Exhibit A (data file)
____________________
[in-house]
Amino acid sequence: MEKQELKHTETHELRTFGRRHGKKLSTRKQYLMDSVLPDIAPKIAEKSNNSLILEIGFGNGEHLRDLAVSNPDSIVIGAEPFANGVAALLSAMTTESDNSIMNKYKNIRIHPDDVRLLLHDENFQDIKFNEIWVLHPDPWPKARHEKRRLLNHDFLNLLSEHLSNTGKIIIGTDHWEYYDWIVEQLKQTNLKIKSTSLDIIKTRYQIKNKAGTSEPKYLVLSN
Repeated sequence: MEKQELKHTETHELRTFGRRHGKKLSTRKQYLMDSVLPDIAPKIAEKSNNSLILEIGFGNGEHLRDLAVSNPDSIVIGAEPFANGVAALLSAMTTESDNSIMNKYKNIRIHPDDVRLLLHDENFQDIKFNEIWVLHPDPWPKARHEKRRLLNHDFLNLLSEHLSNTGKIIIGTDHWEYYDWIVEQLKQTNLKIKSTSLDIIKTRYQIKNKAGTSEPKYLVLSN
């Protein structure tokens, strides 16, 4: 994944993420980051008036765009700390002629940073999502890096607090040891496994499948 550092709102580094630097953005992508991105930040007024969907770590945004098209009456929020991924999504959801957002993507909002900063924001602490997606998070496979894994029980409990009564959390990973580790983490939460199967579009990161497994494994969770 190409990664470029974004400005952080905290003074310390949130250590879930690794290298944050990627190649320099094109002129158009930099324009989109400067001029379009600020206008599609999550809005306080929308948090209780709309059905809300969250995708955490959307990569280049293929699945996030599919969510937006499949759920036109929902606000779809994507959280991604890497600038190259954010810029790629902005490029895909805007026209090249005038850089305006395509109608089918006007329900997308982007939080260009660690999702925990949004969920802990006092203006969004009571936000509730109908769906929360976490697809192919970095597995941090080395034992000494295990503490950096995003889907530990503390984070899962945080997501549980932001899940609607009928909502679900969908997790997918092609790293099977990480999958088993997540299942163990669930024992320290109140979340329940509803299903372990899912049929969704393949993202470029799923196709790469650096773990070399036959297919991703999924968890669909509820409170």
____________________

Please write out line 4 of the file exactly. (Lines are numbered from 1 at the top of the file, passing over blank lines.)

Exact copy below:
């Protein structure tokens, strides 16, 4: 994944993420980051008036765009700390002629940073999502890096607090040891496994499948 550092709102580094630097953005992508991105930040007024969907770590945004098209009456929020991924999504959801957002993507909002900063924001602490997606998070496979894994029980409990009564959390990973580790983490939460199967579009990161497994494994969770 190409990664470029974004400005952080905290003074310390949130250590879930690794290298944050990627190649320099094109002129158009930099324009989109400067001029379009600020206008599609999550809005306080929308948090209780709309059905809300969250995708955490959307990569280049293929699945996030599919969510937006499949759920036109929902606000779809994507959280991604890497600038190259954010810029790629902005490029895909805007026209090249005038850089305006395509109608089918006007329900997308982007939080260009660690999702925990949004969920802990006092203006969004009571936000509730109908769906929360976490697809192919970095597995941090080395034992000494295990503490950096995003889907530990503390984070899962945080997501549980932001899940609607009928909502679900969908997790997918092609790293099977990480999958088993997540299942163990669930024992320290109140979340329940509803299903372990899912049929969704393949993202470029799923196709790469650096773990070399036959297919991703999924968890669909509820409170």